Many people planning to travel wonder if you can really find a good deal for a vacation rental from listings found on Craigslist. The answer is not as simple as yes or no. The reality is that there are some gem vacation properties listed for rent; however, there are precautions and procedures everyone must look for when considering renting a vacation property from a Craigslist poster.
Here are 10 steps you should seriously take when searching for the right vacation rental on Craigslist:
1. How Many Photos Are Posted?
Most Craigslist ads let the poster include up to 8 photos. If there is only one picture of the outside and nothing showing the interior, it could have been taken by a passerby trying to rent out a property that he or she does not actually own. If it’s a real deal, the owners will be happy to show off the inside and outside of the property and give a detailed description in the ad.
2. Send Someone Over If You Can
There is nothing like a personal inspection of the property to tell the whole story. If you have a friend, relative or realtor in the area, ask if you can have someone give them a quick tour. The refusal to let you or someone on your behalf inspect the property is a red flag.
3. Can’t Skype/Won’t Skype
As an alternative to an in-person visit, as Skype live tour should do. If the person says they can’t possibly do this, it could be a warning. If they have a rental property that goes for $100 or more per night but the person or person mysteriously states that they don’t have access to a laptop or other device with a webcam to give you a virtual tour, something is amiss. It may be that the property next door is under construction and they don’t want you to see the bulldozers lined up just steps from the rental property. The loud booming of sand trucks and forklifts racing in an out can put a damper on your experience.
4. The Grammar Changes
Some folks have less than stellar English skills; however, if the ad is written in perfect English and the first e-mail is proper, but answers to your additional questions that are “off script” seem odd and indecipherable or worse, hostile, you’ve contacted the wrong person.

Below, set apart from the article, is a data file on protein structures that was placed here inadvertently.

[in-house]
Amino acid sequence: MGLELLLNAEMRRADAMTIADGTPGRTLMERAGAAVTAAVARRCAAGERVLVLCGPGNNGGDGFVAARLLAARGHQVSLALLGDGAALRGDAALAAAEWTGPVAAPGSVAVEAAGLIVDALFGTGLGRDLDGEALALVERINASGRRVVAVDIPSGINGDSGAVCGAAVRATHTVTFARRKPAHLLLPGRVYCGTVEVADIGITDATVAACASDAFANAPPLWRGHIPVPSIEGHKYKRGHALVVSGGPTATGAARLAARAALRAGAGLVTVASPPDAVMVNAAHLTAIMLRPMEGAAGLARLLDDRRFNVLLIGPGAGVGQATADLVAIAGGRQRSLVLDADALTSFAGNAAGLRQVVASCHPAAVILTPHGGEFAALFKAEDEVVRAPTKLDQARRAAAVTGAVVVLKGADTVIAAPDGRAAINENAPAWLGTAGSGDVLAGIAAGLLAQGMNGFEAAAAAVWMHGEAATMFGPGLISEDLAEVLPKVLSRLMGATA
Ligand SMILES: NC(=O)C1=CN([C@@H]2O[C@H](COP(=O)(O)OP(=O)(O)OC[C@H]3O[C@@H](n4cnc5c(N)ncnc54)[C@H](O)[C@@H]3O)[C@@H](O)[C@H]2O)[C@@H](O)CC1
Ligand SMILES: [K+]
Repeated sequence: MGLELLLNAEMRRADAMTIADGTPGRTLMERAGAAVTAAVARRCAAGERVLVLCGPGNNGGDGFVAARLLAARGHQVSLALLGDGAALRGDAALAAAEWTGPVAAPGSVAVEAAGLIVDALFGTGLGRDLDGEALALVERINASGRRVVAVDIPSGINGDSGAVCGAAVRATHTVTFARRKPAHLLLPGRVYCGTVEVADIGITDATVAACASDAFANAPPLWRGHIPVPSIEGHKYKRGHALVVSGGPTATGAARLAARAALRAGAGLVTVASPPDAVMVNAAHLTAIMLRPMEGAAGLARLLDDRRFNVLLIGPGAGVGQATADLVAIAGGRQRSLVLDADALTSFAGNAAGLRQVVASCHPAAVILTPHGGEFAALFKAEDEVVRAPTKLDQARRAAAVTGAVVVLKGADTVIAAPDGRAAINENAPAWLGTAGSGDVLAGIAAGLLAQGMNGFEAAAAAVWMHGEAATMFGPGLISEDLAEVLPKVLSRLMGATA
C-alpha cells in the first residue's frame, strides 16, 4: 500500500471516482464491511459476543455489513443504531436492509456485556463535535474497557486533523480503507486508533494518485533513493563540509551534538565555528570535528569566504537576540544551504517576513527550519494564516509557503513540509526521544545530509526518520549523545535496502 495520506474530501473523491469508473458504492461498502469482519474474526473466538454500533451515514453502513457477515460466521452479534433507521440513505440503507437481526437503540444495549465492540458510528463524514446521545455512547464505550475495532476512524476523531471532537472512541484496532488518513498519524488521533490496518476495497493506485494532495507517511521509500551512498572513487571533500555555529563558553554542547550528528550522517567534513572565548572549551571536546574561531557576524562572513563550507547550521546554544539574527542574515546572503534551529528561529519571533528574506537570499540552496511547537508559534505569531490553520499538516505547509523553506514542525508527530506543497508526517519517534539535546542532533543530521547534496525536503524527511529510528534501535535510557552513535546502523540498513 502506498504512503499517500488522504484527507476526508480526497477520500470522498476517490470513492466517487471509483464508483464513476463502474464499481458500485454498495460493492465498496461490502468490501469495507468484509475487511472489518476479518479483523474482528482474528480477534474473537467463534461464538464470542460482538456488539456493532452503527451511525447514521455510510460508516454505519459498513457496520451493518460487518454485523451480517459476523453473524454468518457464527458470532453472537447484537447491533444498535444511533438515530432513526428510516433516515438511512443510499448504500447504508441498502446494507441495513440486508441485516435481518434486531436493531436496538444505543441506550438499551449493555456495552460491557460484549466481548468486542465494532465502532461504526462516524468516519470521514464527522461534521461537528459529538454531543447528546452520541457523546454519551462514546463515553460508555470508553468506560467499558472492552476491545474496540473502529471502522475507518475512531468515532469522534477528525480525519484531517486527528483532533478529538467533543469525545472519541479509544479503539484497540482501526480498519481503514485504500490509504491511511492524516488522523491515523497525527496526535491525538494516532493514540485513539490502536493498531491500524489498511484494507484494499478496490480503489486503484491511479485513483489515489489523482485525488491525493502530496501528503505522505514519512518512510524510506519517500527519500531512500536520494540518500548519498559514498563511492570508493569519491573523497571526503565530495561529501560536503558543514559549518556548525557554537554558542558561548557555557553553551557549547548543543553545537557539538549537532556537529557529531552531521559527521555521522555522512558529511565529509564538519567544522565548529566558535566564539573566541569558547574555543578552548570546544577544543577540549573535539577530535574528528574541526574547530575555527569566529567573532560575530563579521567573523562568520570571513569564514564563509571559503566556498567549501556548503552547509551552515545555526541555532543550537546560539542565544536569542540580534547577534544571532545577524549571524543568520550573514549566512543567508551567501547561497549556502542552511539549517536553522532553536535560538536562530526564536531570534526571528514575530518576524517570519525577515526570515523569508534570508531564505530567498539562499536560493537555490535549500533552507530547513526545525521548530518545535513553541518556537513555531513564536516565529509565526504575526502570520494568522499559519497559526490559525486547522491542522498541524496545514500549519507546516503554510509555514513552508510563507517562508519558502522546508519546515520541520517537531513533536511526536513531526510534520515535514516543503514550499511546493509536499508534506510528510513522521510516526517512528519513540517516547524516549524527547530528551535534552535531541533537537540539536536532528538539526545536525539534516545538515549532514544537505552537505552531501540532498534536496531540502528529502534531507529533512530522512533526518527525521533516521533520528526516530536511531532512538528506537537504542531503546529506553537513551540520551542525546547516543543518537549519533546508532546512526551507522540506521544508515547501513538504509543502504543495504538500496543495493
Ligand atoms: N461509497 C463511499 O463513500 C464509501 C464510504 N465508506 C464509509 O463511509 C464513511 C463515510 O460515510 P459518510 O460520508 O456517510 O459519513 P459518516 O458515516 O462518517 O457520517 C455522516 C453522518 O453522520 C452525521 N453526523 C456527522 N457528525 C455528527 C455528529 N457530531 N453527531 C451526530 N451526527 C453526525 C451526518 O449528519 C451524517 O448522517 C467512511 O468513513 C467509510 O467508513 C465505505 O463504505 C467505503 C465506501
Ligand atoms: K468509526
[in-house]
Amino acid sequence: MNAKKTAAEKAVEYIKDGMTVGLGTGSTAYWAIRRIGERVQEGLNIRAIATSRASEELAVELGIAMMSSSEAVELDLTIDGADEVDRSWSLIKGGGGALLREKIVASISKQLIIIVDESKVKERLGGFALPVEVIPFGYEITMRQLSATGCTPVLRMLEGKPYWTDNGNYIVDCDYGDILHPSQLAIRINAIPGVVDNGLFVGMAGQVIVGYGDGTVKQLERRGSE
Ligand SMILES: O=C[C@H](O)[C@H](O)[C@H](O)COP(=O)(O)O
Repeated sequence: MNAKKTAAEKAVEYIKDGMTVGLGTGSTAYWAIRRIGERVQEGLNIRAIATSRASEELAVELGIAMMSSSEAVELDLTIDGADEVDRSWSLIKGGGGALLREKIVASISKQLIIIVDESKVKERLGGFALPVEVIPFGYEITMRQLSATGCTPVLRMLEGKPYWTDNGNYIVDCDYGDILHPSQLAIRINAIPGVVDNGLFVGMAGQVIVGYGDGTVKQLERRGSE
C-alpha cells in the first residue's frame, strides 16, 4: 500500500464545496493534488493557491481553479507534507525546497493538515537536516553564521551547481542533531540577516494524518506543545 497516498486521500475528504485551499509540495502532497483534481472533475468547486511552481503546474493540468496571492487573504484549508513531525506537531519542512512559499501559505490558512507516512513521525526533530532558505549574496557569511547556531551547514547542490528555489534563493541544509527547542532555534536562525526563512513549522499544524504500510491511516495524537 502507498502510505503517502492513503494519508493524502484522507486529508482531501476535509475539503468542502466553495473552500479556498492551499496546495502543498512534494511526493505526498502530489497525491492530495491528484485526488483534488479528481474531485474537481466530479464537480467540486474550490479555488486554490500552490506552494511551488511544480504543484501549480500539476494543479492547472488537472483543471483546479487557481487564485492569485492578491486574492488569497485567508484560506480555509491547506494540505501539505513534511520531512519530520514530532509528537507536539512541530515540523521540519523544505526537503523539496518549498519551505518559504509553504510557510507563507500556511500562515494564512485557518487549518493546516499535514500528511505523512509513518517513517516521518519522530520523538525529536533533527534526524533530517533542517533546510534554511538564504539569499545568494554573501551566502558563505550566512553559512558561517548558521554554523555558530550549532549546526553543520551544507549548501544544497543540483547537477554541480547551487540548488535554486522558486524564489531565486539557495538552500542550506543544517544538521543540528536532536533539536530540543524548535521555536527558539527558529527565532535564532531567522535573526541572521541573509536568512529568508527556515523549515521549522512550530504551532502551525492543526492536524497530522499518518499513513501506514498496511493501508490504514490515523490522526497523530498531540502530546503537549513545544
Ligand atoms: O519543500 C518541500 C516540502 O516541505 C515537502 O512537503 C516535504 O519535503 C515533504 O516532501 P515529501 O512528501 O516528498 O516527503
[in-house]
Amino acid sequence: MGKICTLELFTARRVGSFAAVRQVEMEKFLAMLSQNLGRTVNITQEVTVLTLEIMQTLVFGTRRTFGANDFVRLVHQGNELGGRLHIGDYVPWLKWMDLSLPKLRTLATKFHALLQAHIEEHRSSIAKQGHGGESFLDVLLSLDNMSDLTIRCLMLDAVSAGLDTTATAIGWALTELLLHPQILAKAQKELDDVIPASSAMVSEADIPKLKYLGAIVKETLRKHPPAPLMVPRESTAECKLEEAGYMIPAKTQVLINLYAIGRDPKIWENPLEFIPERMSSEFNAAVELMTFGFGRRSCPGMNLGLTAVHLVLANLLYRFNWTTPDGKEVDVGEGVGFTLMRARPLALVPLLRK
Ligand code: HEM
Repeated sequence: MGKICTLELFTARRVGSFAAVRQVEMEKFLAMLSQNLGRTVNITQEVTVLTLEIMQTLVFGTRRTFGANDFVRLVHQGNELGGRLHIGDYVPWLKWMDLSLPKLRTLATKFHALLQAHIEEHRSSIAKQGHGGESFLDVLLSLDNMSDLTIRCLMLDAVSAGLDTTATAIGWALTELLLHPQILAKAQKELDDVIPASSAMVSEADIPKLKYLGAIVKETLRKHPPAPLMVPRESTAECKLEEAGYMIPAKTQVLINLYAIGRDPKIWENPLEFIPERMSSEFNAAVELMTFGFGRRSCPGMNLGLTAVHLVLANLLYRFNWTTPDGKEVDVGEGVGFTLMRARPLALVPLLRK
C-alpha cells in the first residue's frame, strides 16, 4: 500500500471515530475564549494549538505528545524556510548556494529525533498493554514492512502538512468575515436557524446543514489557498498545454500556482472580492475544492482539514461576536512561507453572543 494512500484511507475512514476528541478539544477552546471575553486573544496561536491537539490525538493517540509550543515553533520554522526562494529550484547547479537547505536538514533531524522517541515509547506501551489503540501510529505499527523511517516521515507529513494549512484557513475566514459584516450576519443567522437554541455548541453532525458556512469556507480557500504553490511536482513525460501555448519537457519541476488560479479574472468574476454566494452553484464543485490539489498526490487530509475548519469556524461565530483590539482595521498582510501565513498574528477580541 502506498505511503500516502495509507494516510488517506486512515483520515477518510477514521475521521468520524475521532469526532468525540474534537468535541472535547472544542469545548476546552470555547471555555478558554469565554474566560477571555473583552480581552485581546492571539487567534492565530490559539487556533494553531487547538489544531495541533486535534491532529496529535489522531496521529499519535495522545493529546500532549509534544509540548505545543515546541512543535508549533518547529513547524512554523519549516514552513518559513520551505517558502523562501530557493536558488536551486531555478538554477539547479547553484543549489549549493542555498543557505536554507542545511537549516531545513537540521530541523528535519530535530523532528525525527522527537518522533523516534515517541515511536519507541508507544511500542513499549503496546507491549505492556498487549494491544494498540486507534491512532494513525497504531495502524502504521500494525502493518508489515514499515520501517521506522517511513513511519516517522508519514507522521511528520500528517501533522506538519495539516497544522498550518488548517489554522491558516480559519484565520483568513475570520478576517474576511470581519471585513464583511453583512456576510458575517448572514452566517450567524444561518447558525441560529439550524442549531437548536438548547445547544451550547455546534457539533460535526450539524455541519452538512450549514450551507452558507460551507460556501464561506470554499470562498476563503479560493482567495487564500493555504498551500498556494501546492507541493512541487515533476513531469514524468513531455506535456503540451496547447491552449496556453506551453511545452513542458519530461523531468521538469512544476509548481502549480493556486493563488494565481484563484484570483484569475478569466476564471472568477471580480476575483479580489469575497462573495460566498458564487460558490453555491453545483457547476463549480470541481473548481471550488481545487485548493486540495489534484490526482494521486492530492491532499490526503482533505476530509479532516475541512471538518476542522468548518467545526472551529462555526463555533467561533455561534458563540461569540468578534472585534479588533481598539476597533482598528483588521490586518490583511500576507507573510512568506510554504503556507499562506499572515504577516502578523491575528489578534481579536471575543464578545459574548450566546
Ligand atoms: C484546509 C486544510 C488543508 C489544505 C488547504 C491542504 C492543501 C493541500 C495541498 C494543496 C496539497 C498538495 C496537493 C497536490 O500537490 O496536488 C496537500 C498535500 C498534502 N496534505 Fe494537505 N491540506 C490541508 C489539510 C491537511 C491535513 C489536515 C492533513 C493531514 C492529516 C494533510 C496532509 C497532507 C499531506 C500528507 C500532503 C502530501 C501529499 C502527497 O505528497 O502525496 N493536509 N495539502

5. Who Really Owns It?
Be sure to get the name of the person who owns the property and look them up online. For example, if you are considering renting a condo on Cocoa Beach, FL, the Brevard County Tax Assessor’s Office should have the current owner on file as public record, searchable on the internet. There have been many vacation rental scams, not just on Craigslist, where hapless vacationers have gotten off the plane, piled into a rental car and showed up at an address where they were not at all expected. It’s the internet version of one of the oldest scams in the book, renting out a property you don’t own and taking off with the money.
Once you have the exact address, do a map or Google Earth search to see if it really is close to the beach, or the ski lodges or whatever the attraction you seek to be near. Does “close to Disney” mean 15 miles or 50? Map it.
7. Use a Credit Card/No Cash/No Moneygrams
If a renter wants you to make a deposit by Moneygram or cash, you are probably being set up for a scam. Insist on paying with a credit card, that way if a problem happens, you have some recourse to dispute the charges if there’s a problem. Many vacationers have been “taken” by the MoneyGram scam. If the renter is legitimate, it will have a way to take your credit card payment. If they say they can’t, but the price is too good to seem true, tell them you will pay upon arrival and after you have access to the property. If that’s a problem, and they insist on you wiring cash up front, turn them down.
8. Beware of the House Swap
Vacation home swaps can be an inexpensive way to cut rental expenses; however, doing this with total strangers via Craigslist is risky. There have been cases where potential squatters advertise a property that either doesn’t exist or one that they are about to be evicted from. You end up facing an angry landlord and they end up squatting in your home, perhaps for a long time, while you work to get them out. You did leave them the key after all.
9. Tenant References
Most property owners or agents who rent out vacation properties can give you references from people who have stayed at the property you will be renting. Do your own sleuthing online. If someone had a bad experience staying at a certain property, they might have blogged or posted about it. Internet searches only take a few minutes and since this is your vacation, and your money, it pays to do your homework.
10. Pin Down the Unit
Some vacation unit properties are huge, and you may have a cabin that has mountain views, or one that faces the dumpster. It pays to ask for a floor plan of a large vacation rental resort. Just because you are staying at an ocean property, doesn’t mean it will be ocean front. You may have to walk through a bad neighborhood and turn right and then left to find the beach.
Extra: Women/Students Traveling Alone
You want to make your girl’s reunion trip or Spring Break the best ever but look for property rentals with caution. There are predators out there that use vehicles like Craigslist to lure unsuspecting teens and other travelers to them for nefarious purposes. If an ad says “Spring Breakers Only” or “Females Only” be very wary. If the ad references anything about a bikini contest, drinking, drugs, or a star search or auditions going on at the property, skip that ad! If it is an overseas hostel, be particularly on your guard and only stay in popular ones approved by the city or council.